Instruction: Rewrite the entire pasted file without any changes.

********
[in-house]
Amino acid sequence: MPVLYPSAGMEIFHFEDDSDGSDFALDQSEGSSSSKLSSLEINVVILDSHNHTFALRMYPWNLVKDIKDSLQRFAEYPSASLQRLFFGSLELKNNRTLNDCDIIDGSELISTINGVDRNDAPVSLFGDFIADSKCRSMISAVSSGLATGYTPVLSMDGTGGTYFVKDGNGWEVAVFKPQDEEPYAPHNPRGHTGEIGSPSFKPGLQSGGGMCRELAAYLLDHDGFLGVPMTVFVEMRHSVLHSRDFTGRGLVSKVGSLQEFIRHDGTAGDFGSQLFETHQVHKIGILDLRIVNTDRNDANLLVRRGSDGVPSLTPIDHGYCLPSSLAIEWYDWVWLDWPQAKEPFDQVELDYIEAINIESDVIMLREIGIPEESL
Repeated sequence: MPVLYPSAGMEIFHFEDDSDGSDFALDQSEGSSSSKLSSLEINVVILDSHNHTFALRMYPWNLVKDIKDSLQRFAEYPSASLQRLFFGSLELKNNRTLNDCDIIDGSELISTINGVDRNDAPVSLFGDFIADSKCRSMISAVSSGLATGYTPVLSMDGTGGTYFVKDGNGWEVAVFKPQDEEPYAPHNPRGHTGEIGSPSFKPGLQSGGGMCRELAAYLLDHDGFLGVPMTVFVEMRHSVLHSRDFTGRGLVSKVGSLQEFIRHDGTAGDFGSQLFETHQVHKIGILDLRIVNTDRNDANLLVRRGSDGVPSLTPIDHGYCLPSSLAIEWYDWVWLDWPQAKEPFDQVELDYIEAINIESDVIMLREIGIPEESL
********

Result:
[in-house]
Amino acid sequence: MPVLYPSAGMEIFHFEDDSDGSDFALDQSEGSSSSKLSSLEINVVILDSHNHTFALRMYPWNLVKDIKDSLQRFAEYPSASLQRLFFGSLELKNNRTLNDCDIIDGSELISTINGVDRNDAPVSLFGDFIADSKCRSMISAVSSGLATGYTPVLSMDGTGGTYFVKDGNGWEVAVFKPQDEEPYAPHNPRGHTGEIGSPSFKPGLQSGGGMCRELAAYLLDHDGFLGVPMTVFVEMRHSVLHSRDFTGRGLVSKVGSLQEFIRHDGTAGDFGSQLFETHQVHKIGILDLRIVNTDRNDANLLVRRGSDGVPSLTPIDHGYCLPSSLAIEWYDWVWLDWPQAKEPFDQVELDYIEAINIESDVIMLREIGIPEESL
Repeated sequence: MPVLYPSAGMEIFHFEDDSDGSDFALDQSEGSSSSKLSSLEINVVILDSHNHTFALRMYPWNLVKDIKDSLQRFAEYPSASLQRLFFGSLELKNNRTLNDCDIIDGSELISTINGVDRNDAPVSLFGDFIADSKCRSMISAVSSGLATGYTPVLSMDGTGGTYFVKDGNGWEVAVFKPQDEEPYAPHNPRGHTGEIGSPSFKPGLQSGGGMCRELAAYLLDHDGFLGVPMTVFVEMRHSVLHSRDFTGRGLVSKVGSLQEFIRHDGTAGDFGSQLFETHQVHKIGILDLRIVNTDRNDANLLVRRGSDGVPSLTPIDHGYCLPSSLAIEWYDWVWLDWPQAKEPFDQVELDYIEAINIESDVIMLREIGIPEESL